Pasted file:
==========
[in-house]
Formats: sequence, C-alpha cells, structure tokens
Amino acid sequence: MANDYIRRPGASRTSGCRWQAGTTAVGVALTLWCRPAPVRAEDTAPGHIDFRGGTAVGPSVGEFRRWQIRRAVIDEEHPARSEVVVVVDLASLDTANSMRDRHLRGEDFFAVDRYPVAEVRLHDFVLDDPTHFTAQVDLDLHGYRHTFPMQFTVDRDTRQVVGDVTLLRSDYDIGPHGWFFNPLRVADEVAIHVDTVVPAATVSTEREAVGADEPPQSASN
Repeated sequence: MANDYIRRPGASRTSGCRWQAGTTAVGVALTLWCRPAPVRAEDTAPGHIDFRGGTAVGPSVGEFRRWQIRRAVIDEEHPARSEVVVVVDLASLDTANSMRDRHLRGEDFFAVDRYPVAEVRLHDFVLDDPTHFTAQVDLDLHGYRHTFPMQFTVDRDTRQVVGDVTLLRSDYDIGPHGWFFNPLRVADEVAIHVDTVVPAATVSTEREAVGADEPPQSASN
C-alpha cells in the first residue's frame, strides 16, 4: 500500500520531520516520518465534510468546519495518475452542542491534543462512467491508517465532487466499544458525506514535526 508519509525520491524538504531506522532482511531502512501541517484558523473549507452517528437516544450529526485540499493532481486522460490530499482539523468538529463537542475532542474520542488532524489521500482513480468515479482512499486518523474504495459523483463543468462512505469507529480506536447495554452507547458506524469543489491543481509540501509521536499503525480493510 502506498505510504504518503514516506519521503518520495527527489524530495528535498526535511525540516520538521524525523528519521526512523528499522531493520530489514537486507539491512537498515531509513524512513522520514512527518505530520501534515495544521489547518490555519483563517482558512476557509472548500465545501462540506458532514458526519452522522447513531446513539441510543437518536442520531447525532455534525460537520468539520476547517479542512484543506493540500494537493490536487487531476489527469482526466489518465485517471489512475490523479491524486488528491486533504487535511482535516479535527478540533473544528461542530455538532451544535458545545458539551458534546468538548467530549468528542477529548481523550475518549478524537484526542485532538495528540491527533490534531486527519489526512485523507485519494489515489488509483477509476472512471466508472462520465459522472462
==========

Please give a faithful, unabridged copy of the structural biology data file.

[in-house]
Formats: sequence, C-alpha cells, structure tokens
Amino acid sequence: MANDYIRRPGASRTSGCRWQAGTTAVGVALTLWCRPAPVRAEDTAPGHIDFRGGTAVGPSVGEFRRWQIRRAVIDEEHPARSEVVVVVDLASLDTANSMRDRHLRGEDFFAVDRYPVAEVRLHDFVLDDPTHFTAQVDLDLHGYRHTFPMQFTVDRDTRQVVGDVTLLRSDYDIGPHGWFFNPLRVADEVAIHVDTVVPAATVSTEREAVGADEPPQSASN
Repeated sequence: MANDYIRRPGASRTSGCRWQAGTTAVGVALTLWCRPAPVRAEDTAPGHIDFRGGTAVGPSVGEFRRWQIRRAVIDEEHPARSEVVVVVDLASLDTANSMRDRHLRGEDFFAVDRYPVAEVRLHDFVLDDPTHFTAQVDLDLHGYRHTFPMQFTVDRDTRQVVGDVTLLRSDYDIGPHGWFFNPLRVADEVAIHVDTVVPAATVSTEREAVGADEPPQSASN
C-alpha cells in the first residue's frame, strides 16, 4: 500500500520531520516520518465534510468546519495518475452542542491534543462512467491508517465532487466499544458525506514535526 508519509525520491524538504531506522532482511531502512501541517484558523473549507452517528437516544450529526485540499493532481486522460490530499482539523468538529463537542475532542474520542488532524489521500482513480468515479482512499486518523474504495459523483463543468462512505469507529480506536447495554452507547458506524469543489491543481509540501509521536499503525480493510 502506498505510504504518503514516506519521503518520495527527489524530495528535498526535511525540516520538521524525523528519521526512523528499522531493520530489514537486507539491512537498515531509513524512513522520514512527518505530520501534515495544521489547518490555519483563517482558512476557509472548500465545501462540506458532514458526519452522522447513531446513539441510543437518536442520531447525532455534525460537520468539520476547517479542512484543506493540500494537493490536487487531476489527469482526466489518465485517471489512475490523479491524486488528491486533504487535511482535516479535527478540533473544528461542530455538532451544535458545545458539551458534546468538548467530549468528542477529548481523550475518549478524537484526542485532538495528540491527533490534531486527519489526512485523507485519494489515489488509483477509476472512471466508472462520465459522472462